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Fashion houses turn to their creative best to beat the pandemic blues



Fashion houses trying to figure out how to reach new eyeballs after the long ordeal of the pandemic have centered around a singular idea: collaborations.

And what can be a better platform than the ongoing Milan Fashion Week

Many are doing it, in big ways and small. Gucci, which famously “hacked” Balenciaga last season, launched an e-commerce site featuring refurbished vintage Gucci pieces alongside capsule collections by young designers chosen by Gucci creative director Alessandro Michele.

Michele said the project was born out of his life-long obsession with collecting fashion, including Gucci items before he ever joined the brand.

Michele added that the brand has a vast network of sources for vintage Gucci, which it has been tapping to rebuild its archive. The launch includes a white Jackie bag meticulously cared for by its previous owner that he wanted to keep for himself.

Then, laughing, he said, “Who knows, maybe I will log on tonight and buy it myself!”

Dolce & Gabbana wanted to shine a light back on glamour with their latest collection — and they did. Their bedazzling looks shone a spotlight that could easily be visible from orbit.

The silhouette was unapologetically sexy, built around corsets, micro-mini dresses, and skimpy lingerie, fundamental elements in the brand’s creative language.

Designers Domenico Dolce and Stefano Gabbana went all out with light-refracting embellishments, covering garments in rhinestones, adding beading, and indulging in metallic accents and fringe.

Models walked down a mirrored runway under roving spotlights. Densely bejeweled jackets contrasted with narrow camouflage cargo pants or distressed jeans. A series of jackets had sculptured sleeves straight off the couture runway. Trousers were low-waisted, leaving room for studded lingerie to peek through.

With the world ground to a near halt, Fashion Designer Arthur Arbesser’s team primed their creative juices by recycling shipping boxes into cardboard flowers and crocheting fanciful hats.

The collection’s title “Lost and Found,” refers concretely to inspirations found in a family attic that spark happy memories, but it can also mean things lost and found in the pandemic, like the joy of making things in quiet moments.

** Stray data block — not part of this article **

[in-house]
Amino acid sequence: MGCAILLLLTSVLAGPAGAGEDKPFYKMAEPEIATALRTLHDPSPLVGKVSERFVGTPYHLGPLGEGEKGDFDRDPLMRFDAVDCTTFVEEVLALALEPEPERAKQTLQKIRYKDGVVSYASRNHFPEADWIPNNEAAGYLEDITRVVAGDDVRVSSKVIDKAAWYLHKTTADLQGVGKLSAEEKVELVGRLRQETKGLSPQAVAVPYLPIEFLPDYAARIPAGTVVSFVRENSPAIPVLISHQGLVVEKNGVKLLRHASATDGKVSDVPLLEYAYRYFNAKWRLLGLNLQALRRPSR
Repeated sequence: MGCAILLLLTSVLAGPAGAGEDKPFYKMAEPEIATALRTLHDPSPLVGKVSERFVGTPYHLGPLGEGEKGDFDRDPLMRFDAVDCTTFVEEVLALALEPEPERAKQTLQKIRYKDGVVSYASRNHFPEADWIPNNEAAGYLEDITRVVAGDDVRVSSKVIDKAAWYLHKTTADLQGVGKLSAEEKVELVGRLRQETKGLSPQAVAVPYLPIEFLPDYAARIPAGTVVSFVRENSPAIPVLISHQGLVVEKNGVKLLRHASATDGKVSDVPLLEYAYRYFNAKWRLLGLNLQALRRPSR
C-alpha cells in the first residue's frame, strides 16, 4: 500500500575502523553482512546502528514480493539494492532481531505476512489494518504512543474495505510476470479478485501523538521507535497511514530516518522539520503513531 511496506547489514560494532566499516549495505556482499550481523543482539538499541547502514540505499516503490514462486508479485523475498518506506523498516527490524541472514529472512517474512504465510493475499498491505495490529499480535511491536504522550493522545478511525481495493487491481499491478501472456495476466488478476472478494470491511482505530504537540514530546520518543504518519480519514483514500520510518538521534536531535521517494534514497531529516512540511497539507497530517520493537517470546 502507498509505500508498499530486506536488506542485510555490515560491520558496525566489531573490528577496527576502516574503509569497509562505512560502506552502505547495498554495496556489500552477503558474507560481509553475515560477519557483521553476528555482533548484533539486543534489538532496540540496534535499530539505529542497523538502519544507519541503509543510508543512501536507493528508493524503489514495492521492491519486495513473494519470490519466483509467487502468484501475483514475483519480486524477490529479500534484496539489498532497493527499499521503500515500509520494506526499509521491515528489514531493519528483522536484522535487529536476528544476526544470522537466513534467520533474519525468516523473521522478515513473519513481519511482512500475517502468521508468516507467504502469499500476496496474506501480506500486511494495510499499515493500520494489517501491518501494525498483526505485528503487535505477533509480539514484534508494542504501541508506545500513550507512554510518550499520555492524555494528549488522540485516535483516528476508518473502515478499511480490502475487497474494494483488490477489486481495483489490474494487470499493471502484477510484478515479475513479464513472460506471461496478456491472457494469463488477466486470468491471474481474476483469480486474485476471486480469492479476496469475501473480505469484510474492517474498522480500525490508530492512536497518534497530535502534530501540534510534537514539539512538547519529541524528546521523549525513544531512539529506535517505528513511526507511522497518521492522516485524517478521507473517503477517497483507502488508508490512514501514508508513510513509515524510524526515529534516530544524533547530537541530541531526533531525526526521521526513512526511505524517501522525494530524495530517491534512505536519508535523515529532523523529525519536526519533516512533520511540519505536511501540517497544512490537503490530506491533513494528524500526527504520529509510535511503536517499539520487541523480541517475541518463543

In the wake of the pandemic, the Milan-based Austrian designer has happily given up the runway for more personal presentations, transforming a storefront in Milan’s tony luxury shopping district into a creative studio decorated with a bespoke mural and displaying a new line of table clothes along with his latest collection.

For the 164-year-old Italian hatmaker Borsalino, there’s nothing like a pandemic shutdown to rethink a business. The company used the time to focus on new collaborations, extending the brand into leather goods and scarves through licensing deals, relaunching its digital presence, optimizing production, and getting the kinks out of machinery that otherwise could be idled.

The Spring/Summer 2022 collection launched this week is a journey through Japan, Italy, and South American. Dark denim baseball caps and bucket hats are personalized with charms or Geisha prints for a Tokyo hip look. A hand-crocheted raffia hat represents Sicilian craftsmanship. And Ecuadorean influences come through on Panama hats with distinctive ribbons.

The Ferragamo tale of next summer too is an easy-to-wear silhouette with sexy moments for the post-pandemic starved woman.

Smock dresses have a deep-revealing V and open backs, while more form-fitting wrap dresses featured suggestive slits. Trousers were loose-fitting harem pants with wrapped details, paired, for example, with a crisscross top.

Menswear included knit combinations, low-waisted trousers with braided belts, and leg-bearing shorts under a coat jacket.

Brooke Shields, accompanied by daughter Grier Hency, graced the front-row seats, along with American actors Ashley Benson, Madelyn Cline, Ashton Sanders and Ross Butler.

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